While it’s still not possible to definitively predict the course a nasty storm will take, we can say with absolute certainty that once it does arrive, two things will happen.
First, we will be treated to the last remaining example of slapstick on TV–weather reporters trying to remain upright in a gale. And second, we’ll see footage of a convoy of utility vehicles headed to the scene of the storm, the cavalry as bucket trucks.
The former is always loony, the latter usually reassuring. Yet there’s something oddly low tech about waiting for help from people driving hundreds and sometimes thousands of miles. Yes, our power grid has been described as a “model of 20th century engineering,” but what has it done to impress us lately?
Sadly, not much.
In fairness, no amount of innovation could have prevented the havoc created by Superstorm Sandy, when more than than 8.5 million homes and businesses lost power. But this is an industry for which, until very recently, the only way an electric company would find out about an outage was when a customer called it in. Not quite cutting edge.
Given the likelihood that more frequent extreme weather will bring more blackouts–the number of major outages in the U.S. has already doubled in past 10 years–power companies know they need to go about their business in different ways, that they need systems that can predict problems and respond automatically.
And it’s not as simple as burying all power lines. That’s really not a very good option in many places, particularly cities, where the cost, according to the Energy Information Administration, could be more than $2 million per mile–almost six times what overhead lines cost. Plus, repair costs can be higher for underground lines and, of course, they’re more vulnerable to flooding.
So what’s the solution? Well, as they say in the relationship business, it’s complicated. But it undoubtedly will involve making power systems much smarter and also using, in a much more strategic way, the enormous amount of data becoming available on how consumers consume and how grids perform.
Here are five examples of companies and governments exploring new ways to keep the lights on.
1) Is your grid smarter than a fifth grader? With a boost of more than $100 million in federal stimulus money, the city of Chattanooga, Tennessee converted its power grid into what’s known as a “self-healing network,” which uses high-speed fiber optic lines to report what’s happening on the system. About 1,200 new “smart switches” track what’s going on with the power lines and make adjustments, if necessary.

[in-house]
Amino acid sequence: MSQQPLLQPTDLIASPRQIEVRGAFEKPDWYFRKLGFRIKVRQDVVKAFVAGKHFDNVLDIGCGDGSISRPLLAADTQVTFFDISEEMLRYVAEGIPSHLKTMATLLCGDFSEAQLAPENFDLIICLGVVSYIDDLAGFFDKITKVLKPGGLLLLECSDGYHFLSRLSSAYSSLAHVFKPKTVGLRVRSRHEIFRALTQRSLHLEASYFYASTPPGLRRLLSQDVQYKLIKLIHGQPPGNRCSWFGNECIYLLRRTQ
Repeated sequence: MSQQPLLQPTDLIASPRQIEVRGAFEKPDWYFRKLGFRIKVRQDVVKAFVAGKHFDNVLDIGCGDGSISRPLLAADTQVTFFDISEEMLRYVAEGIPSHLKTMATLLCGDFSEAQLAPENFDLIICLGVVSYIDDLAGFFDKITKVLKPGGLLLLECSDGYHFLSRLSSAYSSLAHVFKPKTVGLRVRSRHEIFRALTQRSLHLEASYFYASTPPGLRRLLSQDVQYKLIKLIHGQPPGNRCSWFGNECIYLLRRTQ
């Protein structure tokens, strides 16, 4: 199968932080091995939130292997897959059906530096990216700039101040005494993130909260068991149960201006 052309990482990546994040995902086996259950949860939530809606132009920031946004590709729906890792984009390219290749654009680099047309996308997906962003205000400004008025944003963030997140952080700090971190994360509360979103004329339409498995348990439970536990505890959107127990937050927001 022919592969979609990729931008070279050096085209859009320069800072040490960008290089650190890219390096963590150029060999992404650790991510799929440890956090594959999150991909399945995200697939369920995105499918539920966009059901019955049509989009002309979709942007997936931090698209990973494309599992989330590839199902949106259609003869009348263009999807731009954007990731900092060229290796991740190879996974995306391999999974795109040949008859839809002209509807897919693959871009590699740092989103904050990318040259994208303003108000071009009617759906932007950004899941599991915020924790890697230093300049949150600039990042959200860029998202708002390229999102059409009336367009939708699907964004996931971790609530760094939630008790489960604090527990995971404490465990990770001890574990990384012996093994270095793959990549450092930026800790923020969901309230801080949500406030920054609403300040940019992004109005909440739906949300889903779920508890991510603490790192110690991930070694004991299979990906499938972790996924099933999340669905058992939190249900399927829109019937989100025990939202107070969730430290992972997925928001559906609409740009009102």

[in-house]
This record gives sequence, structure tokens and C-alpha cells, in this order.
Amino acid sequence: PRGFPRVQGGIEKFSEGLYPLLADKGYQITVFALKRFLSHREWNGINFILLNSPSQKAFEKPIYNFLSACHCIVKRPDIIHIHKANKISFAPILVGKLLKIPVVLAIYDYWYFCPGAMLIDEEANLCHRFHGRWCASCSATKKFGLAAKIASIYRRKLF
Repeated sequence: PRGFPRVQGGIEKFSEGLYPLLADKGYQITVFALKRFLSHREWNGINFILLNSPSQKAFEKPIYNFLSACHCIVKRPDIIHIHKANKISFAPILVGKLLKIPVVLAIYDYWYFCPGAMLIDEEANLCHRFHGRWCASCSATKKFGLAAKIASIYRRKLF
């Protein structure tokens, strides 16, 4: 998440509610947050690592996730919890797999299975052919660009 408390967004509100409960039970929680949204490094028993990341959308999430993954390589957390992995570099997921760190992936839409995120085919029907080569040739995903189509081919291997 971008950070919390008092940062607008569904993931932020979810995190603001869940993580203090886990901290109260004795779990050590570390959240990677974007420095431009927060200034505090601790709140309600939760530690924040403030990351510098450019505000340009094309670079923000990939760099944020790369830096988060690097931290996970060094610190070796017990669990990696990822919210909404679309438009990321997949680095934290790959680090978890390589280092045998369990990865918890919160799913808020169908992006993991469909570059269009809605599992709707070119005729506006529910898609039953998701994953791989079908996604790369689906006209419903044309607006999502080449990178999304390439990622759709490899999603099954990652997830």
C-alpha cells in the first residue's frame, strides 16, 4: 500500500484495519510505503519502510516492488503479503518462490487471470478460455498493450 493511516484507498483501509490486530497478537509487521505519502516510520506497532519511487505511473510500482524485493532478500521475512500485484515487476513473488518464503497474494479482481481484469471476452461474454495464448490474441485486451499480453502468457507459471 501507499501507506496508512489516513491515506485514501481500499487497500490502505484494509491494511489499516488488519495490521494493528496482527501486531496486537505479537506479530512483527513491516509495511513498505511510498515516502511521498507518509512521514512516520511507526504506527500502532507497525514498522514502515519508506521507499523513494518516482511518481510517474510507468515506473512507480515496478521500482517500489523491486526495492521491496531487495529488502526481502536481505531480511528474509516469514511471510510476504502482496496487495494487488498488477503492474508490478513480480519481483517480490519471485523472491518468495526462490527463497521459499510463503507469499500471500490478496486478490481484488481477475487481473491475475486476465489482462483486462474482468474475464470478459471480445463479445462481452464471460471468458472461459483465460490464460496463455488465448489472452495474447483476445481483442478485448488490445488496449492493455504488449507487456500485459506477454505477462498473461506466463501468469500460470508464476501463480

Say a falling tree takes out a line. The nearest switch would cut off power to that immediate area and reroute it around the problem. Which means fewer homes and businesses would be affected.
That’s just how it played out during a big windstorm in the city last summer. About 35,000 homes went dark, but city officials say that without the smart switches, another 45,000 houses and businesses would have joined them. The city’s utility estimates that the new system saved it $1.4 million during that one storm alone.
2) Your lights may go out. Oh, and it’s 73 degrees: To get better real-time data on how weather affects its grid, San Diego Gas & Electric Company built 140 little weather stations throughout its network.
They provide up-to-date readings on the temperature, humidity and wind speed and direction, and pay particular attention to any signs of wildfires that could bring down the network.
3) Where you go off the grid to stay on the grid: Next year, Connecticut will become the first state to help its cities and towns start building their own “microgrids.” These will be small, self-sustaining islands of power that run on state-of-the-art fuel cells.
The idea is that these systems, able to disconnect from the main grid, will be capable of providing electricity to police and fire departments, hospitals, pharmacies, grocery stores, college campuses, shelters and other key businesses, even if the rest of the city loses juice.
4) Welcome to Texas, where even Big Data is bigger: By the end of the year, Oncor, the utility serving most of north Texas, will have installed more than 3 million smart meters in homes and businesses. When you consider that each of them sends data to Oncor every 15 minutes–in the old days the utility took a reading just once a month–well, that’s a whole lot of data. Add in all the grid sensors along the system’s 118,000 miles of power lines and that’s more data than…well, that’s a whole lot of data.
So Oncor has partnered with IBM, the King of Big Data, to install software that will make sense of the all that information and, in the process, allow the company to detect outages much more quickly.
5) A tweet in the dark: Finally, it should probably come as no surprise that now one of the more effective ways for utility companies to track outages is through Facebook and Twitter.
So in January, GE will make available new software called Grid IQ Insight and one of its features is the ability to superimpose social media data–namely tweets and Facebook posts–over a power company’s network. So utilities won’t have to wait for customers to call in blackouts; they’ll just see their tweets pop up on a map.
Video bonus: So, what is a smart grid, any how? Scientific American lays it all out for you.
Video bonus bonus: And I ask again: What is it about hurricanes that makes people act stupid?
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